The internet is a crucial part of our daily life for nearly all of us. Over the past 20 years, the internet has completely changed our lives. It’s altered how we work, how we shop, and even how we connect and socialize with each other.
The internet has changed the world in many positive ways but has also brought complications. One is how personal and sensitive data is spread across the globe and all over the internet.
Personal information is a part of nearly every interaction online. At any time, a wide range of businesses and organizations could have an individual’s date of birth, address, payment information, and other sensitive data.
You probably collect a wide range of data for your business. However, various governments have attempted to limit the types of data collected over the years.
The most widely-ranging and enforced legislation is the General Data Protection Regulation (GDPR), which the European Union passed in 2018. It applies to any company that does business in the EU, even if that business isn’t based in the EU.
Read on for more information about GDPR and how you can prepare for it in your industry.
What is GDPR?
General Data Protection Regulation (GDPR) is a wide-ranging data privacy law passed by the EU in 2018. As mentioned earlier, it applies to your business if you sell products or services in the EU. Even if you are not based in the EU or have any offices in the EU, you still must comply with GDPR.
There have been many data privacy laws that have never been enforced. GDPR is different. The EU is serious about enforcing the rules of the law.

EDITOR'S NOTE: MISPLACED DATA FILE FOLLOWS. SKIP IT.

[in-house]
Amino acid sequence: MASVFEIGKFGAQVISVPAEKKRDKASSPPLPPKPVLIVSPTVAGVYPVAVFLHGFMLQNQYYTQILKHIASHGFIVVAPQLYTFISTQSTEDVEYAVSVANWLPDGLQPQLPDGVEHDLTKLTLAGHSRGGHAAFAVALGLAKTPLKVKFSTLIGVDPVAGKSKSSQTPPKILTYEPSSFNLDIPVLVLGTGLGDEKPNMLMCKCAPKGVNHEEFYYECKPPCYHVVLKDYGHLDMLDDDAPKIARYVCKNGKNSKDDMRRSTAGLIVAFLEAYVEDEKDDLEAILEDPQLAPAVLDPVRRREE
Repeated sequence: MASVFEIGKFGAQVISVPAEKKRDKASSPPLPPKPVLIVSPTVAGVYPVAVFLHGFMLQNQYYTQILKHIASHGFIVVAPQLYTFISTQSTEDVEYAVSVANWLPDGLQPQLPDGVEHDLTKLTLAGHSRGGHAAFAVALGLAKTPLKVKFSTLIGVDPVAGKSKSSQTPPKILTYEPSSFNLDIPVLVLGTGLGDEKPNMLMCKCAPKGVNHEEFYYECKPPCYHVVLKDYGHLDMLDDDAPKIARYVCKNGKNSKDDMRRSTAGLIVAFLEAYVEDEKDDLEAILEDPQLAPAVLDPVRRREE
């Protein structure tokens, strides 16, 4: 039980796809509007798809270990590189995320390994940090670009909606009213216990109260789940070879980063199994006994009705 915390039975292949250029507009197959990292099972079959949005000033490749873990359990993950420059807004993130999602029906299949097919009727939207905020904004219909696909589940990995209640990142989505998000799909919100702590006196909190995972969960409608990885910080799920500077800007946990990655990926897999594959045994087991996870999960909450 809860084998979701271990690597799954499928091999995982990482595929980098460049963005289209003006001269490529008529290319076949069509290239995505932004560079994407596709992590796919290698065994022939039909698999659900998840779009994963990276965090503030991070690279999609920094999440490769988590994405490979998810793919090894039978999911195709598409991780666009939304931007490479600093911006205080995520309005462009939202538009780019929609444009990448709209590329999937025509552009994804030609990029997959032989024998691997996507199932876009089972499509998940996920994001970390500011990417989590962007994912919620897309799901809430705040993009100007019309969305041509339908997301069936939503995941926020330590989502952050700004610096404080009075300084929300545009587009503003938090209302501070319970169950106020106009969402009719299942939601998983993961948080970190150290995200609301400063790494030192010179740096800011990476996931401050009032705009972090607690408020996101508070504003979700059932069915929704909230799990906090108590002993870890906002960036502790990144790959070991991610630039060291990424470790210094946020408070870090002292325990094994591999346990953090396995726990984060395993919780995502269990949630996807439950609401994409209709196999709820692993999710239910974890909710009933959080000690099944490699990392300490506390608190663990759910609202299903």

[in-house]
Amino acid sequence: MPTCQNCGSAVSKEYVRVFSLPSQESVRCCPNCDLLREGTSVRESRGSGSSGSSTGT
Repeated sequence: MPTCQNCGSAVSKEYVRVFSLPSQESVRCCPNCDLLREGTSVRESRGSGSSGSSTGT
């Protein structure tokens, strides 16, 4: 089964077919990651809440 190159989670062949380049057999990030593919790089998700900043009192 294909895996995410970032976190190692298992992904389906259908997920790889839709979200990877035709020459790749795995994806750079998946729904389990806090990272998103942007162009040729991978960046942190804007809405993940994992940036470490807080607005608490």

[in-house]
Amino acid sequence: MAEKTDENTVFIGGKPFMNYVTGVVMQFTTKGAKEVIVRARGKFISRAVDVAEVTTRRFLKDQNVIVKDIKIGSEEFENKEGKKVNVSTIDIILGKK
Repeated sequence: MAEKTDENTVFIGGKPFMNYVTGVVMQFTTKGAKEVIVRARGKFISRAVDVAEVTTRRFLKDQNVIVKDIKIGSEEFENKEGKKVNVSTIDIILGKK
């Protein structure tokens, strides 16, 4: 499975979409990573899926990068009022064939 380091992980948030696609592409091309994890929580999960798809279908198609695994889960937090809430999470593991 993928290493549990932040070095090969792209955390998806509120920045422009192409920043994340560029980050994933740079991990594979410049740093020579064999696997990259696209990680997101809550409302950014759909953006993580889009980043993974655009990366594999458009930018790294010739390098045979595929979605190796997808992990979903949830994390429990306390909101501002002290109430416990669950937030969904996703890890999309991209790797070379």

Small businesses could be crippled by GDPR fines. As an example, British Airways faces a 183 million euro fine and Marriott International faces a 99 million euro fine.
How Does GDPR Protect Consumers?
GDPR is comprehensive and affects data collection in a far-reaching capacity. Below are the eight consumers “rights” that are protected by GDPR:
- The right to access data that a company has collected. The company must provide data if requested.
- The right to be forgotten. Companies must delete data if requested to do so.
- The right to transfer data from one service provider to another.
- The right to be informed before their data is gathered.
- The right to have the information corrected if their data is incomplete or incorrect.
- The right to restrict their data from being used in processing.
- The right to object to their data being used for marketing. This is non-negotiable, and their data must not be used as soon as the request is made.
- The right to be notified if their data is breached.
As you can see, GDPR covers a wide range of rights and restrictions. To comply with GDPR, a business needs the capability to address all of these rights. That could be difficult, especially for smaller companies.
Six Tips to Prepare for GDPR
If you do business in the EU, you should consider taking action to prepare for GDPR sooner rather than later. The law is complex, but you can avoid fines and complications if you take action and prepare.
Here are a few action items to consider:
1. Assign a GDPR Officer
GDPR is wide-ranging and multi-faceted. There are many aspects to the legislation that could impact multiple departments in your business. It’s helpful to have one person designated as the GDPR officer.
That person should understand the law and how it affects your business. That person should also be involved in your business’s marketing efforts and understand how your company uses consumer data. They can then add their guidance to marketing decisions and provide an opinion on how to stay compliant with GDPR.